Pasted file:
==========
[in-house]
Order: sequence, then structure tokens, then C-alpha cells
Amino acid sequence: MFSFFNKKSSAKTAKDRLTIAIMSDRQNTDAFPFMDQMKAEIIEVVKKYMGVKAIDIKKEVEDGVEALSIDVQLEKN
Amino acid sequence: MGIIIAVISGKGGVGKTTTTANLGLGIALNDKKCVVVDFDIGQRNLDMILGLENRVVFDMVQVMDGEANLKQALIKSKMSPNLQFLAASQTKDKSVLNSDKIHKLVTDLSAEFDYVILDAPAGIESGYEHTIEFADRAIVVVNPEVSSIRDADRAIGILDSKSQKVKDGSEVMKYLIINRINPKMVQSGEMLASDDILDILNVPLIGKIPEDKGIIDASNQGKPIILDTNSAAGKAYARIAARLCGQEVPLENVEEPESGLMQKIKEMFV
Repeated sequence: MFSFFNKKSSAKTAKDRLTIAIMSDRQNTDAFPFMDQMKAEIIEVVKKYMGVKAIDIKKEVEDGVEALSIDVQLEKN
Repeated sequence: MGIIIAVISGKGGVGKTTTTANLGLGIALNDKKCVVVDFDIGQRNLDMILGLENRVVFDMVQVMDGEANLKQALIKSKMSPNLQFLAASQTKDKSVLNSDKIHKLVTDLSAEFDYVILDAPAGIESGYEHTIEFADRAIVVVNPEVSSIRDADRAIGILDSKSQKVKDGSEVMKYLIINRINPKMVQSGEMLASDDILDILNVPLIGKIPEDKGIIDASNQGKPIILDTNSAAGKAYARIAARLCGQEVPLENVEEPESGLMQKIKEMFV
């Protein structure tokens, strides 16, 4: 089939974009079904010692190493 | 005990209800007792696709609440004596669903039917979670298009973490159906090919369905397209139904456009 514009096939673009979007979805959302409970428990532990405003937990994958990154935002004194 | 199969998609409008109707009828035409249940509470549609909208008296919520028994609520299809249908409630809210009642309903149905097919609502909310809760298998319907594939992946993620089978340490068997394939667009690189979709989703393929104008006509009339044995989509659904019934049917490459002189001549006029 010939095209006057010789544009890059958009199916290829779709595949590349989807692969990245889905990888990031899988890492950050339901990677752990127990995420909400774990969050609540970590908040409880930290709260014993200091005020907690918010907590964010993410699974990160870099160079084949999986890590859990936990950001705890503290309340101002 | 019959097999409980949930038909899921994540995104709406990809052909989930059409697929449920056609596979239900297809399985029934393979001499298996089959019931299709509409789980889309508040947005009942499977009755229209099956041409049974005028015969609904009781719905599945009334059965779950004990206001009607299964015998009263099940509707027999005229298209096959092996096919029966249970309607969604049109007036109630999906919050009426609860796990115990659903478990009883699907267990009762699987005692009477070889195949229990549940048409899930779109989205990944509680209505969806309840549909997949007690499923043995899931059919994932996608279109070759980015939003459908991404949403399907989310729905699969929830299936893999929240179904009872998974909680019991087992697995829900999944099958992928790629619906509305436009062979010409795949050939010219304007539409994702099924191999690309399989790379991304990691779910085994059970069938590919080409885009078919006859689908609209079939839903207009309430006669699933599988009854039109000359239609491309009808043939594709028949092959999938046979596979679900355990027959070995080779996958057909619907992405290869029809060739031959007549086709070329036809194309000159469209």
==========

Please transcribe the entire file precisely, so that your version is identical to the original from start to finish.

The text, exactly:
[in-house]
Order: sequence, then structure tokens, then C-alpha cells
Amino acid sequence: MFSFFNKKSSAKTAKDRLTIAIMSDRQNTDAFPFMDQMKAEIIEVVKKYMGVKAIDIKKEVEDGVEALSIDVQLEKN
Amino acid sequence: MGIIIAVISGKGGVGKTTTTANLGLGIALNDKKCVVVDFDIGQRNLDMILGLENRVVFDMVQVMDGEANLKQALIKSKMSPNLQFLAASQTKDKSVLNSDKIHKLVTDLSAEFDYVILDAPAGIESGYEHTIEFADRAIVVVNPEVSSIRDADRAIGILDSKSQKVKDGSEVMKYLIINRINPKMVQSGEMLASDDILDILNVPLIGKIPEDKGIIDASNQGKPIILDTNSAAGKAYARIAARLCGQEVPLENVEEPESGLMQKIKEMFV
Repeated sequence: MFSFFNKKSSAKTAKDRLTIAIMSDRQNTDAFPFMDQMKAEIIEVVKKYMGVKAIDIKKEVEDGVEALSIDVQLEKN
Repeated sequence: MGIIIAVISGKGGVGKTTTTANLGLGIALNDKKCVVVDFDIGQRNLDMILGLENRVVFDMVQVMDGEANLKQALIKSKMSPNLQFLAASQTKDKSVLNSDKIHKLVTDLSAEFDYVILDAPAGIESGYEHTIEFADRAIVVVNPEVSSIRDADRAIGILDSKSQKVKDGSEVMKYLIINRINPKMVQSGEMLASDDILDILNVPLIGKIPEDKGIIDASNQGKPIILDTNSAAGKAYARIAARLCGQEVPLENVEEPESGLMQKIKEMFV
């Protein structure tokens, strides 16, 4: 089939974009079904010692190493 | 005990209800007792696709609440004596669903039917979670298009973490159906090919369905397209139904456009 514009096939673009979007979805959302409970428990532990405003937990994958990154935002004194 | 199969998609409008109707009828035409249940509470549609909208008296919520028994609520299809249908409630809210009642309903149905097919609502909310809760298998319907594939992946993620089978340490068997394939667009690189979709989703393929104008006509009339044995989509659904019934049917490459002189001549006029 010939095209006057010789544009890059958009199916290829779709595949590349989807692969990245889905990888990031899988890492950050339901990677752990127990995420909400774990969050609540970590908040409880930290709260014993200091005020907690918010907590964010993410699974990160870099160079084949999986890590859990936990950001705890503290309340101002 | 019959097999409980949930038909899921994540995104709406990809052909989930059409697929449920056609596979239900297809399985029934393979001499298996089959019931299709509409789980889309508040947005009942499977009755229209099956041409049974005028015969609904009781719905599945009334059965779950004990206001009607299964015998009263099940509707027999005229298209096959092996096919029966249970309607969604049109007036109630999906919050009426609860796990115990659903478990009883699907267990009762699987005692009477070889195949229990549940048409899930779109989205990944509680209505969806309840549909997949007690499923043995899931059919994932996608279109070759980015939003459908991404949403399907989310729905699969929830299936893999929240179904009872998974909680019991087992697995829900999944099958992928790629619906509305436009062979010409795949050939010219304007539409994702099924191999690309399989790379991304990691779910085994059970069938590919080409885009078919006859689908609209079939839903207009309430006669699933599988009854039109000359239609491309009808043939594709028949092959999938046979596979679900355990027959070995080779996958057909619907992405290869029809060739031959007549086709070329036809194309000159469209």